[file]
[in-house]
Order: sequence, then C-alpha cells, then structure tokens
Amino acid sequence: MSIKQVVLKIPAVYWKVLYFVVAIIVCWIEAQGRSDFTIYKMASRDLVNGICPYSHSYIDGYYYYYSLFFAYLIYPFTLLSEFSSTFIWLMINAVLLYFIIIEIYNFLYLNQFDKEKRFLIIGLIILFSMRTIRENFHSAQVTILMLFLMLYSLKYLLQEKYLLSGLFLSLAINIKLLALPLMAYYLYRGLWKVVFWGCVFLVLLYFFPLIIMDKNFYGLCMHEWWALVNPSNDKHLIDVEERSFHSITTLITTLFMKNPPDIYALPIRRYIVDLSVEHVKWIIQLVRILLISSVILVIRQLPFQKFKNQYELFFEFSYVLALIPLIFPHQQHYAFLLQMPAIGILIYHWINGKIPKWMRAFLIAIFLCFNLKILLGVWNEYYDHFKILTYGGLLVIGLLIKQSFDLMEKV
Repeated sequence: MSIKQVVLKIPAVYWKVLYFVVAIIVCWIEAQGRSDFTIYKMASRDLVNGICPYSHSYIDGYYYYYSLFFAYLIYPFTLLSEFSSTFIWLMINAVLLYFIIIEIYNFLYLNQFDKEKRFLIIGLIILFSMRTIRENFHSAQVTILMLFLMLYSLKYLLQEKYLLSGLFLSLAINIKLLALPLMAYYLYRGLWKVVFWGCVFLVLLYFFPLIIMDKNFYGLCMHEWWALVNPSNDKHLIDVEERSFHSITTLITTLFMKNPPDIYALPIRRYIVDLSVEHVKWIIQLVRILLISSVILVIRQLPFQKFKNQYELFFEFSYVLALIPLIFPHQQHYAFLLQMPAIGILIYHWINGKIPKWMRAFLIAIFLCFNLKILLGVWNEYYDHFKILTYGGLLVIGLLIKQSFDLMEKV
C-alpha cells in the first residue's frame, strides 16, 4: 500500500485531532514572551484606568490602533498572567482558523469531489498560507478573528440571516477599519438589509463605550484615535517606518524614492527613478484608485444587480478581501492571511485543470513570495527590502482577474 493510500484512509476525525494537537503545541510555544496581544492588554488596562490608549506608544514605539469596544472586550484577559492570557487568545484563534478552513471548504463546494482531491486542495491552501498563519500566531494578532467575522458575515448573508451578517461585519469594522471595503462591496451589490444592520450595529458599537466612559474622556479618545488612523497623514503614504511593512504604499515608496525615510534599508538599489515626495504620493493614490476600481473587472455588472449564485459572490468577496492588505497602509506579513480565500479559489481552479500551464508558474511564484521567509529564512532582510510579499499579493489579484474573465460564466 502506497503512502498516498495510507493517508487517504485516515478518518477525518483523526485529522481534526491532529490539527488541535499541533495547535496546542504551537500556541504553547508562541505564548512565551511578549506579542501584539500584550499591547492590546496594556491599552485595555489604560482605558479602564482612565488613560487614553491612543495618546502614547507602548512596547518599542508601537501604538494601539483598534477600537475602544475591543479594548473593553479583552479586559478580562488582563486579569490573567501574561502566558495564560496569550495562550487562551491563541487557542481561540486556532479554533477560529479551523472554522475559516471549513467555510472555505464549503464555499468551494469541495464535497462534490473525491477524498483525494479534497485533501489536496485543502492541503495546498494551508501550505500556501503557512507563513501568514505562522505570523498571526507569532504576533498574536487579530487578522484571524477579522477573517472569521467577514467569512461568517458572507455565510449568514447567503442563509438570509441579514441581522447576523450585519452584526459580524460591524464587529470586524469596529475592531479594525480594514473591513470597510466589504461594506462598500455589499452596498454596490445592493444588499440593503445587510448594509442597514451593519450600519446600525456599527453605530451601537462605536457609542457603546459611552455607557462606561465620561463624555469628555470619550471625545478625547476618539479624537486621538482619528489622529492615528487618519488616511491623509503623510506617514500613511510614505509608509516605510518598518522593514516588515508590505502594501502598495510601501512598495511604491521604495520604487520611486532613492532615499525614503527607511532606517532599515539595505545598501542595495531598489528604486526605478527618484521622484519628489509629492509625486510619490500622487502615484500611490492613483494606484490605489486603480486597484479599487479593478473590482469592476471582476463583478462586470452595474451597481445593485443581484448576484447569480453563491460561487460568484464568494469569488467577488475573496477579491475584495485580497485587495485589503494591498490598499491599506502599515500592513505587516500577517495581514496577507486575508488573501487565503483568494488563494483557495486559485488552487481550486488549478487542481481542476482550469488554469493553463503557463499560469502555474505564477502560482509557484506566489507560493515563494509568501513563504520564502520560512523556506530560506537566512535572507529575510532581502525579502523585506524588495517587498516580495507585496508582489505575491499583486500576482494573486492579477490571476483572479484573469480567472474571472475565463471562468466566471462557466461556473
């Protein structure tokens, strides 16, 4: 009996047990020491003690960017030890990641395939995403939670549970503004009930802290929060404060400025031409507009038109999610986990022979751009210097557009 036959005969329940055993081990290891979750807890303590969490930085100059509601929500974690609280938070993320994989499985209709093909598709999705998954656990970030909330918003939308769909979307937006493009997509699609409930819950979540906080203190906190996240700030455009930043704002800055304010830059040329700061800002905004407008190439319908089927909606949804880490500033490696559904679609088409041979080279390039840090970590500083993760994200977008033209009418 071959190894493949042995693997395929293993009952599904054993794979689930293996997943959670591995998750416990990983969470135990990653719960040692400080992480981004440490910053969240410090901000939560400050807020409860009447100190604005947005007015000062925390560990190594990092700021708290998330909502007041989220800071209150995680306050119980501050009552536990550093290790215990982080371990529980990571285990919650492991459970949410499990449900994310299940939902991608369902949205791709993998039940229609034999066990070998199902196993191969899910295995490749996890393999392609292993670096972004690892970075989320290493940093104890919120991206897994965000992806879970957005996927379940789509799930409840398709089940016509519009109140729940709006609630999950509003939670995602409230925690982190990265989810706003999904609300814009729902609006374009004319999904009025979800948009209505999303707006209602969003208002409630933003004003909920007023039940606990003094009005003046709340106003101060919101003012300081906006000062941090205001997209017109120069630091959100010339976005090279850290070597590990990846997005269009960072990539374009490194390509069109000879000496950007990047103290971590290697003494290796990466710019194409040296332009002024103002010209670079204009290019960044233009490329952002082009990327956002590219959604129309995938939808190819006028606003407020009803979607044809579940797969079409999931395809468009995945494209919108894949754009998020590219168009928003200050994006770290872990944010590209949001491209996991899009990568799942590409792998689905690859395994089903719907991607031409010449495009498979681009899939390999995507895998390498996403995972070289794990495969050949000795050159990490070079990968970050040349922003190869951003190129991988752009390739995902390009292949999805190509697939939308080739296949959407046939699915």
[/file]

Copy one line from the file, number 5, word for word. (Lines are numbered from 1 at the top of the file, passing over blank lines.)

C-alpha cells in the first residue's frame, strides 16, 4: 500500500485531532514572551484606568490602533498572567482558523469531489498560507478573528440571516477599519438589509463605550484615535517606518524614492527613478484608485444587480478581501492571511485543470513570495527590502482577474 493510500484512509476525525494537537503545541510555544496581544492588554488596562490608549506608544514605539469596544472586550484577559492570557487568545484563534478552513471548504463546494482531491486542495491552501498563519500566531494578532467575522458575515448573508451578517461585519469594522471595503462591496451589490444592520450595529458599537466612559474622556479618545488612523497623514503614504511593512504604499515608496525615510534599508538599489515626495504620493493614490476600481473587472455588472449564485459572490468577496492588505497602509506579513480565500479559489481552479500551464508558474511564484521567509529564512532582510510579499499579493489579484474573465460564466 502506497503512502498516498495510507493517508487517504485516515478518518477525518483523526485529522481534526491532529490539527488541535499541533495547535496546542504551537500556541504553547508562541505564548512565551511578549506579542501584539500584550499591547492590546496594556491599552485595555489604560482605558479602564482612565488613560487614553491612543495618546502614547507602548512596547518599542508601537501604538494601539483598534477600537475602544475591543479594548473593553479583552479586559478580562488582563486579569490573567501574561502566558495564560496569550495562550487562551491563541487557542481561540486556532479554533477560529479551523472554522475559516471549513467555510472555505464549503464555499468551494469541495464535497462534490473525491477524498483525494479534497485533501489536496485543502492541503495546498494551508501550505500556501503557512507563513501568514505562522505570523498571526507569532504576533498574536487579530487578522484571524477579522477573517472569521467577514467569512461568517458572507455565510449568514447567503442563509438570509441579514441581522447576523450585519452584526459580524460591524464587529470586524469596529475592531479594525480594514473591513470597510466589504461594506462598500455589499452596498454596490445592493444588499440593503445587510448594509442597514451593519450600519446600525456599527453605530451601537462605536457609542457603546459611552455607557462606561465620561463624555469628555470619550471625545478625547476618539479624537486621538482619528489622529492615528487618519488616511491623509503623510506617514500613511510614505509608509516605510518598518522593514516588515508590505502594501502598495510601501512598495511604491521604495520604487520611486532613492532615499525614503527607511532606517532599515539595505545598501542595495531598489528604486526605478527618484521622484519628489509629492509625486510619490500622487502615484500611490492613483494606484490605489486603480486597484479599487479593478473590482469592476471582476463583478462586470452595474451597481445593485443581484448576484447569480453563491460561487460568484464568494469569488467577488475573496477579491475584495485580497485587495485589503494591498490598499491599506502599515500592513505587516500577517495581514496577507486575508488573501487565503483568494488563494483557495486559485488552487481550486488549478487542481481542476482550469488554469493553463503557463499560469502555474505564477502560482509557484506566489507560493515563494509568501513563504520564502520560512523556506530560506537566512535572507529575510532581502525579502523585506524588495517587498516580495507585496508582489505575491499583486500576482494573486492579477490571476483572479484573469480567472474571472475565463471562468466566471462557466461556473